In 1950, the New York State Board of Regents, pursuant to a New York statute (See McKinney’s N. Y. Laws, 1947, Education Law, § 122) that expressly permitted the banning of motion picture films on certain grounds, rescinded Joseph Burstyn’s license to distribute his film entitled "The Miracle" because it was, in their determination, “sacrilegious.”Burstyn brought an action claiming that this statute was unconstitutional because it violated his First Amendment right of free speech and free press.
The Court agreed with Burstyn’s claim, concluding that a statute permitting prior restraint upon religious views is unconstitutional. The Court reasoned that motion pictures are a significant medium for the communication of ideas and are therefore protected by the First Amendment. Specifically, the court held that
…the state has no legitimate interest in protecting any or all religions from views distasteful to them which is sufficient to justify prior restraints upon the expression of those views. It is not the business of government in our nation to suppress real or imagined attacks upon a particular religious doctrine, whether they appear in publications, speeches, or motion pictures…We hold only that under the First and Fourteenth Amendments a state may not ban a film on the basis of a censor’s conclusion that it is “sacrilegious.”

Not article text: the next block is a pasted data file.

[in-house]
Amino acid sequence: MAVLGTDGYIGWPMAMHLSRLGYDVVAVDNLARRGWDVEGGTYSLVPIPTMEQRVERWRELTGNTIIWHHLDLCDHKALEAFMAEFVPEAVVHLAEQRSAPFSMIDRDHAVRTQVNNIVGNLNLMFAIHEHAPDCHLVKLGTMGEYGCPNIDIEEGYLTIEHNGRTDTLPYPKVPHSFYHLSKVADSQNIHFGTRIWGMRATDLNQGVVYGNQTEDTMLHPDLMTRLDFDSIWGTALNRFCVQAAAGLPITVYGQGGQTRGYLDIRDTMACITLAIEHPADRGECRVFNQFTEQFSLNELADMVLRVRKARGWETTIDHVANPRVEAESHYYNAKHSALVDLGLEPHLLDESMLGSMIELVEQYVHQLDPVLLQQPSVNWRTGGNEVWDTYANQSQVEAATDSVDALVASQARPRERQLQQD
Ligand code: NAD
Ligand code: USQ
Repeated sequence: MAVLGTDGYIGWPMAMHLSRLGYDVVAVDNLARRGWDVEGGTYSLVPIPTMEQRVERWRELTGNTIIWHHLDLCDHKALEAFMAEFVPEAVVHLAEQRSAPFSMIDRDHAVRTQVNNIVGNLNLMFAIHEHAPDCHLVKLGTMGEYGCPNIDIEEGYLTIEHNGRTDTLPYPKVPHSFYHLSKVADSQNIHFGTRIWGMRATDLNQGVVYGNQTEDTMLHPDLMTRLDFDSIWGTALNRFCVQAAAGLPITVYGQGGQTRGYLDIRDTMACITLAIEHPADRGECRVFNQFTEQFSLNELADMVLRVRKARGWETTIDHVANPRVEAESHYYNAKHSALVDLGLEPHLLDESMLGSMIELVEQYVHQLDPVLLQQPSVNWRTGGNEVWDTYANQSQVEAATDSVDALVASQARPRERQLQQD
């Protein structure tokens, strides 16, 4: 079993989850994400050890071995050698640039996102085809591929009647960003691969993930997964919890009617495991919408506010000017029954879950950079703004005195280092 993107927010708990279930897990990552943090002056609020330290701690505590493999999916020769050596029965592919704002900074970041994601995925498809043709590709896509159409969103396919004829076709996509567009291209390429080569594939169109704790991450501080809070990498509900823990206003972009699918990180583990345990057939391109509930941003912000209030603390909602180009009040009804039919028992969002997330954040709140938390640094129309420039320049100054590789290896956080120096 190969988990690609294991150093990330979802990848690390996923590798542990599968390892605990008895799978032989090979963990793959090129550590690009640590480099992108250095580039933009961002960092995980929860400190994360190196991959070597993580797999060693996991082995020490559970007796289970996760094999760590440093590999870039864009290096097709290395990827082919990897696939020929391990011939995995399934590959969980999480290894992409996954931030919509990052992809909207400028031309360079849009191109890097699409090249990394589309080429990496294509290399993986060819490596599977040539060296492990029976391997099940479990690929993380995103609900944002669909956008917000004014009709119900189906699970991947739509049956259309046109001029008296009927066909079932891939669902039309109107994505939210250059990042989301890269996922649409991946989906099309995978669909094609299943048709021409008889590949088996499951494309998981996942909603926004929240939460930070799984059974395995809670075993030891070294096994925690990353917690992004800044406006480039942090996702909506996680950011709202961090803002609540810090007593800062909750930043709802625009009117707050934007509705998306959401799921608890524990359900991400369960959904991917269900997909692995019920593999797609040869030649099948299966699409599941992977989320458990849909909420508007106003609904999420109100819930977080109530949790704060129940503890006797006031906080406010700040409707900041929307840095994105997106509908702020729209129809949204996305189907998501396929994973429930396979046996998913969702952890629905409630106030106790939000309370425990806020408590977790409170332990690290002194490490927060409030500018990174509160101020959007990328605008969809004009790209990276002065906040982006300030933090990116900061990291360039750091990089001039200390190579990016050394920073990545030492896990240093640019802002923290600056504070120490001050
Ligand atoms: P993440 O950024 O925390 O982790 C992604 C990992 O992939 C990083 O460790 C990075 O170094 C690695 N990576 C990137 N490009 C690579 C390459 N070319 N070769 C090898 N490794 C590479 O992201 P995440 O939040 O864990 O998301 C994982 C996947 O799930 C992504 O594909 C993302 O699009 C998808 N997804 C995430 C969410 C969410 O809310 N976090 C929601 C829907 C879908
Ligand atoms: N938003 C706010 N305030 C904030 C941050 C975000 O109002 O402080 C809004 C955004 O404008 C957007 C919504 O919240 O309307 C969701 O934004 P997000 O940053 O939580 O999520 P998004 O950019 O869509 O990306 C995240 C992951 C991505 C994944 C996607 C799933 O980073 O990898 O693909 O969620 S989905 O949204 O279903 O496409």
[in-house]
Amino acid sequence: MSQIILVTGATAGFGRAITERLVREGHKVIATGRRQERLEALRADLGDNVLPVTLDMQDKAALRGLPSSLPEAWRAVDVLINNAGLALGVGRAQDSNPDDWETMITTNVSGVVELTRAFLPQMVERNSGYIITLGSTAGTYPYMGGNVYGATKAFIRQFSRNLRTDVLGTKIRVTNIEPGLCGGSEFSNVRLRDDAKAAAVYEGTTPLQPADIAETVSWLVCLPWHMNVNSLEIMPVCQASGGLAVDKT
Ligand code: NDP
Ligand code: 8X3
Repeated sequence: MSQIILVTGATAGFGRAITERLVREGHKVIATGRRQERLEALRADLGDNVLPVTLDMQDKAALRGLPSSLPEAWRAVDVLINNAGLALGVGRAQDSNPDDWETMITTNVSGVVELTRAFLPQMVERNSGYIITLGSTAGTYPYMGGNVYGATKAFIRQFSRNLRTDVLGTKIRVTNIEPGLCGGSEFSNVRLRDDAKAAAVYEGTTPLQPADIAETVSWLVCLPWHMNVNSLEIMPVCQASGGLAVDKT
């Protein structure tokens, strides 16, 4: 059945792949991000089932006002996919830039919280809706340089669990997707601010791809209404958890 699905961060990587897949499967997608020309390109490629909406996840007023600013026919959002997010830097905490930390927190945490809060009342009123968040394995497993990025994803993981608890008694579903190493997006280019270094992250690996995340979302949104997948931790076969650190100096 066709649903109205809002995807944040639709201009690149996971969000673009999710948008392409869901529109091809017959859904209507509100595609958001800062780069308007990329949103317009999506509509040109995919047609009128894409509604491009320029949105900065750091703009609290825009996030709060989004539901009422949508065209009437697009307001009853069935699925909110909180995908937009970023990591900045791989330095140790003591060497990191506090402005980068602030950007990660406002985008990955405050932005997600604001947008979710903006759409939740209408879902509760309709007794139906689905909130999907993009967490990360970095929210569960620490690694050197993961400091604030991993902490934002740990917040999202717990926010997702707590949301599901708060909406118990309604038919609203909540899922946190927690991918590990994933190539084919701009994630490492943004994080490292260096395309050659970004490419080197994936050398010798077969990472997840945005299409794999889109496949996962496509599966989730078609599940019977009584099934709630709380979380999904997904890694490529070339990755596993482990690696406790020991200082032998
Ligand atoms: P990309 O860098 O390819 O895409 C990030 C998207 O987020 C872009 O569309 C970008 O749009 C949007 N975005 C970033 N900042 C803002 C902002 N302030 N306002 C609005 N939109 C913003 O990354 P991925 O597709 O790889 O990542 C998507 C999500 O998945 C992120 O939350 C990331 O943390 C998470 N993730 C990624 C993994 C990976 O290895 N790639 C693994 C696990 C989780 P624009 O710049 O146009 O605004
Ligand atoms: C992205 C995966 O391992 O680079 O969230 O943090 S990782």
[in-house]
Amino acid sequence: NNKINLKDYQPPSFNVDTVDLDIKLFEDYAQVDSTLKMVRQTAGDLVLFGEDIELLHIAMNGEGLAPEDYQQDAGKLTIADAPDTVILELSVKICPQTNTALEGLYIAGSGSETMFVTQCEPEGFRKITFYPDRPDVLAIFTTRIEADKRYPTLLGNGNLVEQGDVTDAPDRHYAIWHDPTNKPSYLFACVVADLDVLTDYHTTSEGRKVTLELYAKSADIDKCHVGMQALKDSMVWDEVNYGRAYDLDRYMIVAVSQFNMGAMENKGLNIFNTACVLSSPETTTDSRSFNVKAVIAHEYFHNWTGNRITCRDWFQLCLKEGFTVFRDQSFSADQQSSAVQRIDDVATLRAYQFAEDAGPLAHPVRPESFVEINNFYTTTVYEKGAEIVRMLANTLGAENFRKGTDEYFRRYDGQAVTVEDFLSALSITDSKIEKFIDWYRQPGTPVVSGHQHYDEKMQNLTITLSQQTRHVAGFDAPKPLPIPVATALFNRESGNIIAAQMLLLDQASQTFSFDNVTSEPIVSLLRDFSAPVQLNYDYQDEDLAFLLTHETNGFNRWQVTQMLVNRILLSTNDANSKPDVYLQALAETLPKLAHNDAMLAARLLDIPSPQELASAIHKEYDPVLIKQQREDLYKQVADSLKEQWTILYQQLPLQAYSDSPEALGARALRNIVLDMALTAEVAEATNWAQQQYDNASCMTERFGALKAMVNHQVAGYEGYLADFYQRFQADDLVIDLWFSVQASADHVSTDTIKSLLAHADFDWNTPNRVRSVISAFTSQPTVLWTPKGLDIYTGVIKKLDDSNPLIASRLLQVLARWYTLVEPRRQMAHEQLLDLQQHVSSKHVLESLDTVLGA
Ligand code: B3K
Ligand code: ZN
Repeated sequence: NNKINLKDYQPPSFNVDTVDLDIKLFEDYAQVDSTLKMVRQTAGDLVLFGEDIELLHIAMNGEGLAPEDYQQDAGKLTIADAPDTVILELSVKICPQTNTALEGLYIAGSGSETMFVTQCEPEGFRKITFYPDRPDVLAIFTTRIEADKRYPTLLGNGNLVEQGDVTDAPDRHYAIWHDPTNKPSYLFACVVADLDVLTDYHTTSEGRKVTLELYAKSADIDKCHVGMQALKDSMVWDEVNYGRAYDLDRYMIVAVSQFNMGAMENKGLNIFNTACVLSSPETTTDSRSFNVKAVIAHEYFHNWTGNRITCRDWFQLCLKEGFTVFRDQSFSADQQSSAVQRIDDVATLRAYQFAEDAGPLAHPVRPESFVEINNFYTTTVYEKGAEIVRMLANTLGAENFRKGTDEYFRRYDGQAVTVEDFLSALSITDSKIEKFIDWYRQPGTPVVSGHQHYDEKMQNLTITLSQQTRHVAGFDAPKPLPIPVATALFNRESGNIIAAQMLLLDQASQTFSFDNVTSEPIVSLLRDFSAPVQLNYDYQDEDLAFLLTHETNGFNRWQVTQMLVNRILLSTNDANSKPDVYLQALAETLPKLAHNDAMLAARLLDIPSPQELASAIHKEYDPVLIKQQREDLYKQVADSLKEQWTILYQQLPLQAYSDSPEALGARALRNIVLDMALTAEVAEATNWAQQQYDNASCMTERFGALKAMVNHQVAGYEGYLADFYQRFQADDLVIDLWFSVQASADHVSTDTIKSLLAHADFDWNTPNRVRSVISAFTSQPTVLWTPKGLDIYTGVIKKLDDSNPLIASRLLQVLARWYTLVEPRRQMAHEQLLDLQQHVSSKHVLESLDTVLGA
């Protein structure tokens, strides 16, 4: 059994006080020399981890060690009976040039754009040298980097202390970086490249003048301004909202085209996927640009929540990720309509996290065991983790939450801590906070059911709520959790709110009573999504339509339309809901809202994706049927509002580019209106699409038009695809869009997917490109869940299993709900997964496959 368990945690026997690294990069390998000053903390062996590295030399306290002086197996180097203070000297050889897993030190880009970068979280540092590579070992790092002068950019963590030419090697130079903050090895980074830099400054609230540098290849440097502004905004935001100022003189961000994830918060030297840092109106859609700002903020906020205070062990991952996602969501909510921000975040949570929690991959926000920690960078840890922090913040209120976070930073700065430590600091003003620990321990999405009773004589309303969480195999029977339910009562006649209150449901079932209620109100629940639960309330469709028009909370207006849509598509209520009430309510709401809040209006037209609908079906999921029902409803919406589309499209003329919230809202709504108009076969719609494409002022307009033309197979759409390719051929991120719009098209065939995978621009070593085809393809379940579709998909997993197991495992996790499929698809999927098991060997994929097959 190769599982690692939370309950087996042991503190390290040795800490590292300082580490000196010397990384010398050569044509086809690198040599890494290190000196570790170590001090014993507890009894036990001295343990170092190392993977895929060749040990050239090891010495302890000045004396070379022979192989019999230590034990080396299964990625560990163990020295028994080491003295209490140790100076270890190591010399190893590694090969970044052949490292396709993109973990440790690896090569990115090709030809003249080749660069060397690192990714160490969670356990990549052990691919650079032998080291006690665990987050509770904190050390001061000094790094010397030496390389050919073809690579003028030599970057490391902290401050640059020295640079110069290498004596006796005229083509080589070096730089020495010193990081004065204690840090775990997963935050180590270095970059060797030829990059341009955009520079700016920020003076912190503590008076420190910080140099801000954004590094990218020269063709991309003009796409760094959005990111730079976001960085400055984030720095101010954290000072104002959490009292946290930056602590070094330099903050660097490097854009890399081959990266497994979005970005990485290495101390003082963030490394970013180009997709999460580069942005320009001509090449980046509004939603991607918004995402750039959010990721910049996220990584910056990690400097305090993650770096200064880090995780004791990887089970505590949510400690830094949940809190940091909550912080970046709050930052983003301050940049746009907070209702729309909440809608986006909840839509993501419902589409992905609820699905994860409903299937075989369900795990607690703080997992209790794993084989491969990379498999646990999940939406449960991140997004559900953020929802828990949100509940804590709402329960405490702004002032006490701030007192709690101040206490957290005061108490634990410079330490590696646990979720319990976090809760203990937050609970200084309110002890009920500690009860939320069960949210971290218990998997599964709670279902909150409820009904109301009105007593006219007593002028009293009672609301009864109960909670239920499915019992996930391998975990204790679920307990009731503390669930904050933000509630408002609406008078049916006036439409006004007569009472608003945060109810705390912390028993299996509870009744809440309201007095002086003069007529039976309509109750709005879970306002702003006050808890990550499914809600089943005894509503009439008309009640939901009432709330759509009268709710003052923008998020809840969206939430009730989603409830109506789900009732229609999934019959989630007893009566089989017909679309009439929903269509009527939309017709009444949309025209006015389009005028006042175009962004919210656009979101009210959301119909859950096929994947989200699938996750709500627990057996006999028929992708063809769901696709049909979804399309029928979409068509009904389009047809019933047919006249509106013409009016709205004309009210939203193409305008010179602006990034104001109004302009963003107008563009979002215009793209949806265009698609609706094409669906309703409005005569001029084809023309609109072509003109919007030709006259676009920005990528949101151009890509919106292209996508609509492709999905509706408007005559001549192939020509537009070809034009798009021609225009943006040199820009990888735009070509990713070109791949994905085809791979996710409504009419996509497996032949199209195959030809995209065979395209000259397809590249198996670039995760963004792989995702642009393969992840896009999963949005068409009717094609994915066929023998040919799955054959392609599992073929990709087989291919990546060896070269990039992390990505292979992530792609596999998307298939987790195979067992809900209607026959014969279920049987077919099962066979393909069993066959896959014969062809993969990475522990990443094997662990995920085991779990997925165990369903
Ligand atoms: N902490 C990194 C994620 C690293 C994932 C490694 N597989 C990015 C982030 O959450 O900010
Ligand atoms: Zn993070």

Furthermore, the Court rejected the defendant’s argument that motion pictures do not fall within the protection of the First Amendment because their production, distribution, and exhibition is a business conducted for private profit. On the contrary, the Court reasoned that just because motion pictures- like books, newspapers, and magazines- are published and sold for profit does not prevent them from being a form of expression whose liberty is safeguarded by the First Amendment.
This case reveals how prior restraints are particularly suspect under the First Amendment, as they prevent speech from ever reaching the public in the first place. In the 1931 landmark case Near v. Minnesota (283 U.S. 697 1931), where a Minnesota law disallowing the publication of anything malicious, scandalous or defamatory was found to be unconstitutional, the court held that there is a strong presumption against prior restraints. The Court reasoned that it can be dangerous to prevent speech from ever reaching the public. Subsequently prohibiting or punishing unprotected speech after it reaches the public better serves the First Amendment. As such, there is less danger that protected speech will never be communicated.